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Caitlin Moran: How to Build a Girl

Johanna lives in Wolverhampton with her once upon a time musician father, post-natal depressed mother and her four brothers. She has to get out. She has to reinvent herself and build herself into a girl she thinks she’d like to be. This journey takes her into music criticism, sex, love and more sex. But once you’ve built yourself into the girl of your dreams who’s to say you’ll like who you’ve become?

Author: Caitling MoranImage result for how to build a girl publication date

Title: How to Build a Girl

Press: Ebury (Penguin)

Date of Publication: 2014

Date of Purchase: December 2018

RRP: £8.99

Price of Purchase: £2.50

Reading Time:  5 days

Rating: 7

This is not a full review of this book because many of my reactions and responses were deeply personal and if I’m honest I’m still processing. Maybe when I’m older, braver and more secure I will follow this up with a better, fuller and more insightful commentary but for now here are some of my thoughts.

How to Build a Girl was funny without losing its gritty realism. The narrative voice of Johanna was convincing and her development was mapped into it so clearly as to read almost as a diary. The sights and sounds of the era were evoked precisely and were intricately woven into the plot without feeling forced of contrived.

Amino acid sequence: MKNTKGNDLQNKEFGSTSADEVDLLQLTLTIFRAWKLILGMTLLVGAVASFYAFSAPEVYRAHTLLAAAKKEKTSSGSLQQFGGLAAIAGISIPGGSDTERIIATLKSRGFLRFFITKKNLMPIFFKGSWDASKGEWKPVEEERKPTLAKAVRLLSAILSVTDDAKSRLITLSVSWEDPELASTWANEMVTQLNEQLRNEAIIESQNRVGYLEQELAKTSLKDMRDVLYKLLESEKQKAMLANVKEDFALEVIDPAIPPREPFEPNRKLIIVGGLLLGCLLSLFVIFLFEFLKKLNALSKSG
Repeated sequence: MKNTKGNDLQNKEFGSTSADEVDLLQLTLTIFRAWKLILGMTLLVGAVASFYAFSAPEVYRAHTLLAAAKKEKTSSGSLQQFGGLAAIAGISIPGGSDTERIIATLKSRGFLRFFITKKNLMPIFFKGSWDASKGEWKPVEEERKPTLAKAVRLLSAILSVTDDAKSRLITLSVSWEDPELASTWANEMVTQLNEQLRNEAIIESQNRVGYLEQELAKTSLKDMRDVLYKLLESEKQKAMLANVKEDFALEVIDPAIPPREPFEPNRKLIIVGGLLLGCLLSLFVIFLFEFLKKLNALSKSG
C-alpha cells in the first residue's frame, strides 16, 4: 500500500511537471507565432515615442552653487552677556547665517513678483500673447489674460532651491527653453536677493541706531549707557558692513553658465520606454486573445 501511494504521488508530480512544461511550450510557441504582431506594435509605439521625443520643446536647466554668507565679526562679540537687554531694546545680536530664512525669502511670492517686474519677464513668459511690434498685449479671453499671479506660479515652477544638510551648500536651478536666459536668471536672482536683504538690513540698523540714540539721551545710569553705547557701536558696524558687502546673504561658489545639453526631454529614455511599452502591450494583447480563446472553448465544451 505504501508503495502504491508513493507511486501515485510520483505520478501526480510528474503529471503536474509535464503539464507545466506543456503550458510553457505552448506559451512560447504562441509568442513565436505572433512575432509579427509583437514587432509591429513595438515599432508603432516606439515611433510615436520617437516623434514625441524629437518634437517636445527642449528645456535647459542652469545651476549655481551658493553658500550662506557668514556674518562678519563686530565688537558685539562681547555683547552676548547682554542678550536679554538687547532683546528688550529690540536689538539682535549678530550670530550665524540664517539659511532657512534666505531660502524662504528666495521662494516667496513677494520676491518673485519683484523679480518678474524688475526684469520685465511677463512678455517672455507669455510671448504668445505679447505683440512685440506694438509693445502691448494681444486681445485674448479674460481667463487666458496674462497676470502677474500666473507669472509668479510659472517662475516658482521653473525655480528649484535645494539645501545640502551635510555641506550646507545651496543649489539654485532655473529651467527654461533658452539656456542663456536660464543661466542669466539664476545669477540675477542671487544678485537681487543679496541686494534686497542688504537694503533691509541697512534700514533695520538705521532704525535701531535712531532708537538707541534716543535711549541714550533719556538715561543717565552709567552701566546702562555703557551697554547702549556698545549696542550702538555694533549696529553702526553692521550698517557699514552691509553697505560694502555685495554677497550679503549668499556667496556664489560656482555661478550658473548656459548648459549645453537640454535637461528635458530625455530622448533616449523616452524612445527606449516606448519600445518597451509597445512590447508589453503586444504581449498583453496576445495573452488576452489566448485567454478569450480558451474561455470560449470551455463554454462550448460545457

The depiction of Johanna’s financial position was drawn up precisely as I would imagine a child would and this helped to balance her when she began expressing more adult themes. There were constant reminders that in her rush to grow up she was skipping crucial life lessons and was perhaps cheating herself of the ‘normal’ adulthood she craved.

I really enjoyed this book, I felt that the characters, time and place were beautifully constructed and that Johanna in particular was, to me, so close to a real person that I recognised her in myself and in others. How to Build a Girl could be read as either a fairly light romp or as a close feminist interrogation of the sexual education of young women in this country. It is this double depth which I found particularly appealing.


Featured Image: Photo by Stas Knop from Pexels

Bottom image: Photo by Vishnu R Nair from Pexels

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